Suffering and the Problem of Evil
Written by: Julia Hardy
The Four Noble Truths are often understood as a series of propositions, or as a prescription for approaching disease: symptom/cause/elimination of cause/remedy. In this formulation, cause, or arising, is the pivotal moment. Buddhist scholar Donald Lopez says, "If it is possible to identify a particular contribution of the Buddha to the philosophies of his day, it would be the thoroughgoing emphasis on causation as an inexorable force whose devastating effects can be escaped by understanding its operation. That is, everything is an effect of a cause. If the cause can be identified and destroyed, the effect is also destroyed."
Cessation: It is possible to stop this cycle.
Path: The path to the end of suffering is the Noble Eightfold Path (that is, the eightfold path for the spiritually aware): right view, right intention, right speech, right action, right livelihood, right effort, right mindfulness, right concentration.
This remedy of the Eightfold Path may seem like a moral answer to a philosophical problem, and to some extent, it is. Ashoka, when spreading his edicts about the teachings of Buddhism, focused on moral guidelines rather than complex philosophical ideas. On another level, this list is a response to the audience, to which it is addressed, the men with whom Buddha had practiced extreme asceticism before deciding that it was not the right path for him. According to the texts, the Buddha began his sermon by saying that one should follow a middle path between asceticism and hedonism, and then he listed the elements of the Eightfold Path, repeating them again shortly afterward when presenting the four truths. Thus, one meaning of the Eightfold Path is that extreme approaches to seeking enlightenment are not necessary.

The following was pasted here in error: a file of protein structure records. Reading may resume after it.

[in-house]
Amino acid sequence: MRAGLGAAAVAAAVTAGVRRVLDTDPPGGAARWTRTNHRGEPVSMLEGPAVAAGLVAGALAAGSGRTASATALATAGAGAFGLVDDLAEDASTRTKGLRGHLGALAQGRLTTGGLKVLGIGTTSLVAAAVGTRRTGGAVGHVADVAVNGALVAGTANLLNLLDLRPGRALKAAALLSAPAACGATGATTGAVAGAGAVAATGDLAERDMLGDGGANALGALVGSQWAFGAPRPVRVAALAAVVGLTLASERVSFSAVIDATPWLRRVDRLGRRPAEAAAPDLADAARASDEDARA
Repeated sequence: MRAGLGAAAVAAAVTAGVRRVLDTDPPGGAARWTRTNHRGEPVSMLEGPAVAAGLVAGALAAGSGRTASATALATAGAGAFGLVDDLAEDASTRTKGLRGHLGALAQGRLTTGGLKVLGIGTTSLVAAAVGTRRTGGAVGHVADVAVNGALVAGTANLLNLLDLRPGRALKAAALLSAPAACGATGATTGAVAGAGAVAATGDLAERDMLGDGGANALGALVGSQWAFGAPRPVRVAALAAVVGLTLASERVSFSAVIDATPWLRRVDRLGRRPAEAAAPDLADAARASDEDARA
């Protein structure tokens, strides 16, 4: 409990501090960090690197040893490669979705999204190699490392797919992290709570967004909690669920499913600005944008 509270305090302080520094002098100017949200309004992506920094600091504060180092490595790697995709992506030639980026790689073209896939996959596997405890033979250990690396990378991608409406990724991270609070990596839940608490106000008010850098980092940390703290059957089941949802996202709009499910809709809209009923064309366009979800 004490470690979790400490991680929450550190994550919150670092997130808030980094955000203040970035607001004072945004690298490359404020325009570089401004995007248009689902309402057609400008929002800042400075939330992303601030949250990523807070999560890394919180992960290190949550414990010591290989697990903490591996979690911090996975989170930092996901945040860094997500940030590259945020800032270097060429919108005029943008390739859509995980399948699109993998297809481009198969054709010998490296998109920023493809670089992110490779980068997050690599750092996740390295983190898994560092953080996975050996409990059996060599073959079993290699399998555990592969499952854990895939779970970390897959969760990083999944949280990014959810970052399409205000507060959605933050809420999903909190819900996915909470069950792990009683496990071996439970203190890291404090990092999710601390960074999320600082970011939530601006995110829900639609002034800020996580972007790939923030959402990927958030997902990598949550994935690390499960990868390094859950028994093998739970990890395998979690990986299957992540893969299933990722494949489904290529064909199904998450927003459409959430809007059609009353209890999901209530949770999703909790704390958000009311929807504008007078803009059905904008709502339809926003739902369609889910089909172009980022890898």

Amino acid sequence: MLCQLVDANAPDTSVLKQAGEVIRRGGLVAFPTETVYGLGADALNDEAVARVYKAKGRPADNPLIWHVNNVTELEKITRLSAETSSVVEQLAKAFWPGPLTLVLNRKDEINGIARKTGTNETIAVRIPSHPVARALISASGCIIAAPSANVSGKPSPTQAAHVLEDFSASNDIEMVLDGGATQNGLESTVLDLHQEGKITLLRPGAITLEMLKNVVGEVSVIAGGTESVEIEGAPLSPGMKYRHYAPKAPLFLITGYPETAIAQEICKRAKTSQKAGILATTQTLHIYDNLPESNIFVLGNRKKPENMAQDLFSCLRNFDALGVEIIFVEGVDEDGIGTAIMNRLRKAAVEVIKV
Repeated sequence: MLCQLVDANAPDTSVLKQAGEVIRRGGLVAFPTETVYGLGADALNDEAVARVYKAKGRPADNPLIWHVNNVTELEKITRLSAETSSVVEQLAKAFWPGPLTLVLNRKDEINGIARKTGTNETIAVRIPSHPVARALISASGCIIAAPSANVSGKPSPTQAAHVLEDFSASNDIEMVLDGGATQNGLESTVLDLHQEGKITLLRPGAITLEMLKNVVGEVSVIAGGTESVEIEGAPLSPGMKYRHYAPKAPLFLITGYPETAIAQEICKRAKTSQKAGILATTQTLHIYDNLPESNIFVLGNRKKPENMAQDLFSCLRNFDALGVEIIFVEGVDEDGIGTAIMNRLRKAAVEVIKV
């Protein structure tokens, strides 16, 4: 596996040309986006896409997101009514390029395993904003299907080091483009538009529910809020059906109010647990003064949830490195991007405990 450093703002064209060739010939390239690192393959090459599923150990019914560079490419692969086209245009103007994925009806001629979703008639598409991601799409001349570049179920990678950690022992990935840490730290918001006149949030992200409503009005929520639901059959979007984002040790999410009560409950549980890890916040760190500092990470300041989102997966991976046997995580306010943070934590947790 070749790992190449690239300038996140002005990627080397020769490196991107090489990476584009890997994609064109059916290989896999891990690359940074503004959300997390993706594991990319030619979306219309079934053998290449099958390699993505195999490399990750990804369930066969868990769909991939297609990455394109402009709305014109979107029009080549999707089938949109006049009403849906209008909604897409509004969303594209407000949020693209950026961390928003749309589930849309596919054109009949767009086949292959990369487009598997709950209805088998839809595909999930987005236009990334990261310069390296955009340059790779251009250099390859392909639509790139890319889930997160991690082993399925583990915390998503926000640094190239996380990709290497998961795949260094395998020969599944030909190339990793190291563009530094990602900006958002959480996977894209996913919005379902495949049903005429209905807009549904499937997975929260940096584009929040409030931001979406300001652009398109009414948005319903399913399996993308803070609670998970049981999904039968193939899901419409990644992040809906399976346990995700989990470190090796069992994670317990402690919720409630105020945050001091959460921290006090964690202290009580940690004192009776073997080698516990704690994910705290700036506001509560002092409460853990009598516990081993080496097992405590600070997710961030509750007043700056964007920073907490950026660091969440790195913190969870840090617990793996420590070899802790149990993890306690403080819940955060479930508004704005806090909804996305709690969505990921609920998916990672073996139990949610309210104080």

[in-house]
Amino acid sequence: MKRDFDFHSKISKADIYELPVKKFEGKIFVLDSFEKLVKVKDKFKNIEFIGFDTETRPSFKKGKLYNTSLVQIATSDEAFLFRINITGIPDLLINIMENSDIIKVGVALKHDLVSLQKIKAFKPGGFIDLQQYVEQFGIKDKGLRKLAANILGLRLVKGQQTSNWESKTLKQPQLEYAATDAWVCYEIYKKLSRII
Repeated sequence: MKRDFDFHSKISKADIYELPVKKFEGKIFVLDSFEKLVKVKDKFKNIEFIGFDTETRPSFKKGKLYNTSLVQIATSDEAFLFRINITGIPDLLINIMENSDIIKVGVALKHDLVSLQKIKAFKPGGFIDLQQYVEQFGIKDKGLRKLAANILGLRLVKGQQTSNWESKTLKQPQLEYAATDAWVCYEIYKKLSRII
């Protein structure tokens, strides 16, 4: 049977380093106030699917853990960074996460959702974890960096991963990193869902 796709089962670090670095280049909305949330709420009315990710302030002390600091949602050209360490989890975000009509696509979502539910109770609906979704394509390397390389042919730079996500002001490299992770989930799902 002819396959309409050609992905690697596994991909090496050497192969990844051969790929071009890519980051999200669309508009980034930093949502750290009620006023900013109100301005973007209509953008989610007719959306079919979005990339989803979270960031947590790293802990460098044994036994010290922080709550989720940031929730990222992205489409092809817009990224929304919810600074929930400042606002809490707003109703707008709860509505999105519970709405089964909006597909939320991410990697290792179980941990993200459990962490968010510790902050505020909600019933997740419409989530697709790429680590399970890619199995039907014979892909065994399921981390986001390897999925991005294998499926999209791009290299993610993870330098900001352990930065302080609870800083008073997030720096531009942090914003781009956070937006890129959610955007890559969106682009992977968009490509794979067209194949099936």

In Buddhism, while life may be full of suffering, it is not evil, nor are there evil entities in the world tempting people to sin and self-destruction. This is not to say that there are no demonic forces in the Buddhist world. There are demons that can cause disease or other misfortunes, and demons to punish wrongdoers in the Buddhist hells, but an angry deceased relative can be equally dangerous.
Often Buddhists enlist demons into the service of the good. For example, before beginning to make a sand mandala, Tibetan monks will capture demons and install them at the four corners of the mandala to protect it. In Japan one can obtain a "traffic demon" amulet as protection from automobile accidents. Buddhists have long been regarded as specialists who can be counted on to defeat or convert demons, which they do through spells, rituals, or dialogue. They may also transfer merit or otherwise meet the spiritual need of the demon, and thus convert it.
If there is "evil" in Buddhism, it is the greed, anger, and delusion that give rise to samsara. Human nature is not evil, per se, but it can give rise to suffering. The goal of the Buddha's dharma is not to eliminate all suffering or to create a perfect life or world, but to learn how best to deal with the suffering that is a normal part of human life.
1. How has western translation contributed to a misunderstanding of Buddhism's teachings?
2. How can one break the cycle of samsara?
3. How do the four noble truths contrast to western medicine's methodology of treating disease?